"I've got a passion for it," he says, referring to the crates of tomatoes in his garage.

Mabena does not have infrastructure such as a warehouse or packing room.

But, he is a man with an eye for the main chance and a plan.

What he needs is a small amount of help from government to take his endeavour to the next logical level.

He says government's extension workers have been somewhat helpful and while he could qualify for a production loan, his most urgent need is assistance with infrastructure.

Department of Agriculture, Forestry and Fisheries (DAFF) officials have undertaken to help him acquire tunnels for his tomatoes and assist in drilling a borehole. But so far there has been no action.

"Agricultural people keep promising things, but it's not happening. It's heavy," he says.

Mabena has sunk a half a million rand into his farm - everything he has worked for his whole life is tied up in the land.

"We need very serious support," he says gravely. Major fluctuations in profit, as well as a lack of water and infrastructure, are slowly defeating this businessman's entrepreneurial spirit.

The astronomical cost of sustaining the acidic soil, the broken promises from DAFF - these were things that he was not prepared for.

For a man who professes that he 'does not believe in failing' to consider selling the house to unlock his capital, must be a heavy decision.

More than 50 farmers are allocated 1.5 hectares each on the 79 hectares of communal land in Masoma.

Back in Limpopo the sound of sprinklers provides a positive staccato soundtrack for small-scale communal farmers in Masoma.

Here, at least, water is available thanks to the nearby Tours Dam and gleaming oranges adorn the trees in a small grove - a seemingly idyllic scene.

But the fruits weigh heavily on the minds of the farmers here. The tribal land in former Lebowa is not contested through land claims. Yet, the helping hand offered by the department of agriculture has also come under criticism.

This is the first citrus harvest on the property, but as yet farmers have no idea where they will sell the fruit and whether they will find a market.

Oranges are a notoriously tricky crop to grow, which needs complex fertilisation and prone to pests requiring costly chemical treatments. The farmers here say they simply do not possess the knowledge required and were not given appropriate assistance.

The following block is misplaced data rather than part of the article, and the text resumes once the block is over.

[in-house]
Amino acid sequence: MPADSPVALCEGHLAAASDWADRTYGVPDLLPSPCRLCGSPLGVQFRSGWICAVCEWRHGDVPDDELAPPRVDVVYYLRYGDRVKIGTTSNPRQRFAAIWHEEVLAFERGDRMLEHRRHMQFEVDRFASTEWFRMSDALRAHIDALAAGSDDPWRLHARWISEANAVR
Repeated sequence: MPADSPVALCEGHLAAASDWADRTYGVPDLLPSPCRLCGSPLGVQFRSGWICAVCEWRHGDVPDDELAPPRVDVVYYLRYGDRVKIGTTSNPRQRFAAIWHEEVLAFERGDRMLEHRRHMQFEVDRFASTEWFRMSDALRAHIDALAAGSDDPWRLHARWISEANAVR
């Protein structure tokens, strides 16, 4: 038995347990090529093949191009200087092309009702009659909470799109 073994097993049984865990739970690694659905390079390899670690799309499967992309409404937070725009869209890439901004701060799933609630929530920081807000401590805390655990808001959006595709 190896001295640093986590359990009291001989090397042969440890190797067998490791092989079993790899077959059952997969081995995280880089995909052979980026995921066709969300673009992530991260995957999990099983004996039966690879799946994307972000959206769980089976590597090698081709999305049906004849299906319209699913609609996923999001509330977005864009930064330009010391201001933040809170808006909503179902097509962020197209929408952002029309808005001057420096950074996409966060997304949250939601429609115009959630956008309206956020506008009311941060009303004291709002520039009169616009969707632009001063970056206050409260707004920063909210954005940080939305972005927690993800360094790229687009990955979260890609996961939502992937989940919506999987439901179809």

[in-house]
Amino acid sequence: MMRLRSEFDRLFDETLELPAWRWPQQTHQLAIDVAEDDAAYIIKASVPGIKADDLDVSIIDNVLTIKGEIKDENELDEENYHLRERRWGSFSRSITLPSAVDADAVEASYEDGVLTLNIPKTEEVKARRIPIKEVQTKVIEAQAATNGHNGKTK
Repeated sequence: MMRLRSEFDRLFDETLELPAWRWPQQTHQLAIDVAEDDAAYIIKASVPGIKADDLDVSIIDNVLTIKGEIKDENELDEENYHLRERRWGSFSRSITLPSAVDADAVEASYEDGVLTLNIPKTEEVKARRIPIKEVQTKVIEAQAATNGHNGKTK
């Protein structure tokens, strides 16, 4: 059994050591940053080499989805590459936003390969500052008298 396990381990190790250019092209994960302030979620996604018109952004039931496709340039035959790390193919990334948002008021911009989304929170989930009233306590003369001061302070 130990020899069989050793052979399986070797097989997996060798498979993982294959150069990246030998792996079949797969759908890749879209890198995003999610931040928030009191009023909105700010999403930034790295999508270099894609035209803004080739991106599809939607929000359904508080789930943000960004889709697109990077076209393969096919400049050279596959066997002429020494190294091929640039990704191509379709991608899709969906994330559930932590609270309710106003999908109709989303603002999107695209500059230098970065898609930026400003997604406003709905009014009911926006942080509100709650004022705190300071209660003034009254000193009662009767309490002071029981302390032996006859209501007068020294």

The departmental representative present sheepishly concedes the experimental crop was a mistake, inappropriate for the community here.

This is not the first time the advice of a government expert has been inappropriate.

Initially, the women were told to plant maize. They did so, and brought in a successful harvest.

The problem is that maize is a crop that is only economically viable when grown on a large scale.

With a relatively small farm, that is completely unmechanised, this would have been an impossibility.

As a result, some of the farmers were forced to watch their sacks of maize languish at a local co-op, unsold, for two years.

The heavy branches of the orange trees speak of valuable time and money already invested in a venture which was destined to fail.

The farmers say it is their dream to feed everyone, not just themselves. But the door to the 'other world' remains firmly shut.

In Masoma all the farmers till the fields by hand as they do not have access to a tractor.

The Limpopo farmers and others speak of similar stumbling blocks - absent production capital, bureaucratic red tape to access state funds and difficulties accessing the market.

Compounding many of these issues is the shift since 2006 to leasehold as a means of redistributing land.

The policy has seen emerging farmers awarded five-year leases instead of full ownership. During their 5-year tenure, farmers are expected to pour capital into the land, yet they have no guarantee that they will be allowed to stay on.

Given that farming is generally a time intensive process, which often takes years to turn a profit, this is an untenable situation.

The uncertainty created by this is not only having a negative effect on the farms themselves, but on the morale and livelihood of the farmers as well as directly impacting their prospects of success.

A frustrated Limpopo leasehold farmer called Solly Letsoalo, who is on his third farm, describes being booted off land twice.